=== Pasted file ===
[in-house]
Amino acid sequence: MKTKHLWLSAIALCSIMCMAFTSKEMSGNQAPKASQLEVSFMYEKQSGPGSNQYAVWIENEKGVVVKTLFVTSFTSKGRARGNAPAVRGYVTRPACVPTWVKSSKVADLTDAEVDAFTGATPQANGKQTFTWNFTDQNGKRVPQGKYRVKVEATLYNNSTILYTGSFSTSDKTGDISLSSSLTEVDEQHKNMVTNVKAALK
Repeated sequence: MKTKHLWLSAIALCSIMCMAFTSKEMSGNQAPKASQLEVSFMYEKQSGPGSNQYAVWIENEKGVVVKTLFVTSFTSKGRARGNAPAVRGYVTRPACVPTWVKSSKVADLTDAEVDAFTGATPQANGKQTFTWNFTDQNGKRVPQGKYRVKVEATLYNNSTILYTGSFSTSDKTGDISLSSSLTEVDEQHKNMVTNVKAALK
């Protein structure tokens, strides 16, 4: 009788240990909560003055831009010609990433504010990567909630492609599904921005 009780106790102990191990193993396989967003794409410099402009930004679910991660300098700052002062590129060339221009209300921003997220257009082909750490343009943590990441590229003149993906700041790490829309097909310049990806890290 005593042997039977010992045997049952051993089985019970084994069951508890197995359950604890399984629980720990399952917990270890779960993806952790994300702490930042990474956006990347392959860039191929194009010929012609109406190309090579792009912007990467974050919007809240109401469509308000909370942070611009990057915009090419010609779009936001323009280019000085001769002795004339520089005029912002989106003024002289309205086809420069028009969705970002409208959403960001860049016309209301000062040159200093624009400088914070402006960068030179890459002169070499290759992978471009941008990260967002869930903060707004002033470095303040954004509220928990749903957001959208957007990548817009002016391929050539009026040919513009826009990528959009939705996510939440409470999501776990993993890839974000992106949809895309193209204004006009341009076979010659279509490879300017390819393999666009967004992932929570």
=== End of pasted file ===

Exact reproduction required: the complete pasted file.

[in-house]
Amino acid sequence: MKTKHLWLSAIALCSIMCMAFTSKEMSGNQAPKASQLEVSFMYEKQSGPGSNQYAVWIENEKGVVVKTLFVTSFTSKGRARGNAPAVRGYVTRPACVPTWVKSSKVADLTDAEVDAFTGATPQANGKQTFTWNFTDQNGKRVPQGKYRVKVEATLYNNSTILYTGSFSTSDKTGDISLSSSLTEVDEQHKNMVTNVKAALK
Repeated sequence: MKTKHLWLSAIALCSIMCMAFTSKEMSGNQAPKASQLEVSFMYEKQSGPGSNQYAVWIENEKGVVVKTLFVTSFTSKGRARGNAPAVRGYVTRPACVPTWVKSSKVADLTDAEVDAFTGATPQANGKQTFTWNFTDQNGKRVPQGKYRVKVEATLYNNSTILYTGSFSTSDKTGDISLSSSLTEVDEQHKNMVTNVKAALK
């Protein structure tokens, strides 16, 4: 009788240990909560003055831009010609990433504010990567909630492609599904921005 009780106790102990191990193993396989967003794409410099402009930004679910991660300098700052002062590129060339221009209300921003997220257009082909750490343009943590990441590229003149993906700041790490829309097909310049990806890290 005593042997039977010992045997049952051993089985019970084994069951508890197995359950604890399984629980720990399952917990270890779960993806952790994300702490930042990474956006990347392959860039191929194009010929012609109406190309090579792009912007990467974050919007809240109401469509308000909370942070611009990057915009090419010609779009936001323009280019000085001769002795004339520089005029912002989106003024002289309205086809420069028009969705970002409208959403960001860049016309209301000062040159200093624009400088914070402006960068030179890459002169070499290759992978471009941008990260967002869930903060707004002033470095303040954004509220928990749903957001959208957007990548817009002016391929050539009026040919513009826009990528959009939705996510939440409470999501776990993993890839974000992106949809895309193209204004006009341009076979010659279509490879300017390819393999666009967004992932929570």